Apple pushing shift away from China, Says Taipai Times
SOURCE: EDITORIAL: Apple pushing shift away from China
Vietnam or other ASEAN states, and India could become the next manufacturing hubs of Taiwanese firms over the next one to two decades, especially after Apple Inc reportedly told its major contract manufacturers to boost capacity outside China to avert risks of production disruptions.
Apple is a key client of many Taiwanese manufacturers, which assemble iPhones, iPads, MacBook laptops and airPods in China or supply components for those gadgets. Some of Apple’s suppliers and manufacturing partners had to suspend production this month to comply with China’s “zero COVID” policy and strict restrictions to curb the spread of the virus in Shanghai.
Those measures led to a dip in revenue and shipments, as well as a spike in logistics costs, and the impact could last a bit longer before moderating as the port city reopens and production gradually resumes.
As more arbitrary and capricious actions from the Chinese government might be expected, Taiwanese manufacturers are seriously considering a major realignment of their manufacturing capacity to minimize operating risks.
That is a reverse of the manufacturing diversification inertia seen in the past. Large-scale manufacturers have taken advantage of China’s low-cost labor and comprehensive supply chains, as those two factors are crucial to making a profit from the low-margin business of hardware assembly. As building new supply chains elsewhere is a challenging and time-consuming task, they preferred to stay in their comfort zone rather than face new risks.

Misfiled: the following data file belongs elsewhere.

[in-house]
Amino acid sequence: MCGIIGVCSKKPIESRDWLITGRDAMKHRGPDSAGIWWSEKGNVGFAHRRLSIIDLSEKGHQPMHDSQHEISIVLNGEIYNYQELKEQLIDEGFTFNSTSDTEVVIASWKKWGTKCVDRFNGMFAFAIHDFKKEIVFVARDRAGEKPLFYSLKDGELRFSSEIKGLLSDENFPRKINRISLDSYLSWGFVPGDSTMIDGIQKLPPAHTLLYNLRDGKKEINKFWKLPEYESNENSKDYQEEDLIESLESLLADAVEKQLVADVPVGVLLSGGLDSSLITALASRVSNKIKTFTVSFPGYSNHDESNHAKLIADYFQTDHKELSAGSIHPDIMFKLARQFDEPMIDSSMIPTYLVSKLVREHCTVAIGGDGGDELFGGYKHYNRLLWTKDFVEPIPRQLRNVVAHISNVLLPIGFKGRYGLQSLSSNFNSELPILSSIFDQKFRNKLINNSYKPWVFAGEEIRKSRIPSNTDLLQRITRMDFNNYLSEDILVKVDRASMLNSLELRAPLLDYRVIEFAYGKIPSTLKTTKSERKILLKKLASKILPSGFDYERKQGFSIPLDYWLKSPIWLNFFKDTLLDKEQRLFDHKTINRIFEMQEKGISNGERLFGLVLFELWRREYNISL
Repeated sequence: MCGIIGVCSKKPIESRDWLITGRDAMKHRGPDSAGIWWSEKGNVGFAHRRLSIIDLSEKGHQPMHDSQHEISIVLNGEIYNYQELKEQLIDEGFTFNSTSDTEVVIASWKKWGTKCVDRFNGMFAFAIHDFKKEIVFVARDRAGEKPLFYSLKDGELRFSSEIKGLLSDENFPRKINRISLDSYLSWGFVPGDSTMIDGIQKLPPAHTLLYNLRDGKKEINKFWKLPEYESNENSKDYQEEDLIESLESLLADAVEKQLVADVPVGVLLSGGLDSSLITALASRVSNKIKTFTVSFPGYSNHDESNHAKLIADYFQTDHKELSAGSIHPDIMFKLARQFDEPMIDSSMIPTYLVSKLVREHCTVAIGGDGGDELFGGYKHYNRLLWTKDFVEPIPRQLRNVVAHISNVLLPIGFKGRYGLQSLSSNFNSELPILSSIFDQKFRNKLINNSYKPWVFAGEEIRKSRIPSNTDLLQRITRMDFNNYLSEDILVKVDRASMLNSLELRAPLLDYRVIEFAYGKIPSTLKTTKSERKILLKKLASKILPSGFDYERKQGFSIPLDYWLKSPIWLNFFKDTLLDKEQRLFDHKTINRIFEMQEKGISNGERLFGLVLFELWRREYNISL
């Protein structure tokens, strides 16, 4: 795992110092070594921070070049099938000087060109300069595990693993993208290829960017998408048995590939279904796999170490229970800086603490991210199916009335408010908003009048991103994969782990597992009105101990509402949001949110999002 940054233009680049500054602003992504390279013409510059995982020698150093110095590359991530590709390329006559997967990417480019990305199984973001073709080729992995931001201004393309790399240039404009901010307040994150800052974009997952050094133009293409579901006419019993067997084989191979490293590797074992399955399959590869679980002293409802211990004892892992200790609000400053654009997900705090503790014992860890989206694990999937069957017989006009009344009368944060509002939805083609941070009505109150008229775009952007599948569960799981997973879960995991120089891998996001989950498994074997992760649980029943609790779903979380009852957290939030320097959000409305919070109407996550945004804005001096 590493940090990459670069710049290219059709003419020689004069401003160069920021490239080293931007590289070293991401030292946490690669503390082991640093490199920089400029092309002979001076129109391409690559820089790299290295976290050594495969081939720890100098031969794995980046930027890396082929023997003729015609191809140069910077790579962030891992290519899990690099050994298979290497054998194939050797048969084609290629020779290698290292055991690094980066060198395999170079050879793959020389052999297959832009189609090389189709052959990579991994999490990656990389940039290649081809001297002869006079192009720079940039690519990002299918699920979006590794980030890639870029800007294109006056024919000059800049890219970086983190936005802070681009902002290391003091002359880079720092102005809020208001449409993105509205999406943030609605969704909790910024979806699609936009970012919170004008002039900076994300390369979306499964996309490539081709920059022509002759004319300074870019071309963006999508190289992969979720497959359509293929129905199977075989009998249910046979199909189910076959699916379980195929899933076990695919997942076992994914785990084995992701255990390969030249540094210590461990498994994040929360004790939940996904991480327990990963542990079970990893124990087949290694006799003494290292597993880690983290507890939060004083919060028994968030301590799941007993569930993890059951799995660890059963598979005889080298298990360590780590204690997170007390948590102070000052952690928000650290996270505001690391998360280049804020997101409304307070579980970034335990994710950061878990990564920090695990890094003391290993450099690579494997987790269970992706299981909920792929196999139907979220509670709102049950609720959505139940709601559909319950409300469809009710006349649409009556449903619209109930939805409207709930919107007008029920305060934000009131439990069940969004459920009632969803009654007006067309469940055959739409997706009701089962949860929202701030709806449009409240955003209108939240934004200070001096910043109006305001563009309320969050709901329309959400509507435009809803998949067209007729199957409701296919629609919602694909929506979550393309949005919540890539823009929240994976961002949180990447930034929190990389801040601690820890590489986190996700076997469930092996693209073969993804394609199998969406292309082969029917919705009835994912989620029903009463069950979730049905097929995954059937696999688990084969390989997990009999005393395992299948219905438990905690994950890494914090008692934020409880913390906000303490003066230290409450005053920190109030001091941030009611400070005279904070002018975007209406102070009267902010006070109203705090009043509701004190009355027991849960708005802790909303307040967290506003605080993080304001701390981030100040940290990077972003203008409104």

When President Tsai Ing-wen (蔡英文) took office in 2016, she launched the New Southbound Policy — ticking off a list of countries that Taiwanese companies were encouraged to invest in to reduce their reliance on China. Local enterprises were not quick to embrace the policy. Presently, about 90 percent of Apple products are still made in China, based on the calculations of TF International Securities analyst Kuo Ming-chi (郭明錤).
However, with China’s investment environment undergoing significant changes because of the COVID-19 pandemic, the prolonged US-China trade dispute and Beijing’s crackdown on Chinese technology and financial giants, large-scale Taiwanese companies have been exploring other manufacturing hubs. This would be the biggest shift by Taiwanese firms after spending 30 years building their Chinese capacity.
iPhone assemblers Hon Hai Precision Industry Co and Pegatron Corp make iPhones in India, but only to supply the local market. Hon Hai said it is quickening expansion in India to match the pace of global peers. It is also investing in Southeast Asian countries, including Vietnam and Thailand.
Vietnam looks high on the priority list of Apple’s manufacturing partners to add new production, as Chinese companies that make AirPods have early on reportedly set up manufacturing in Vietnam.
Taiwanese companies have said it would be a big challenge to duplicate their Chinese production in other countries. Hon Hai said it would take at least three to five years to reach productivity similar to what it has in China now.
With the latest push from Apple, it has become an inevitable trend for Taiwan’s Apple suppliers and manufacturing partners to boost new capacity in countries other than China. With small-scale capacity already installed in India and Vietnam, it is no surprise that those two countries have a good chance of overtaking China and becoming the new manufacturing bases for Taiwanese firms.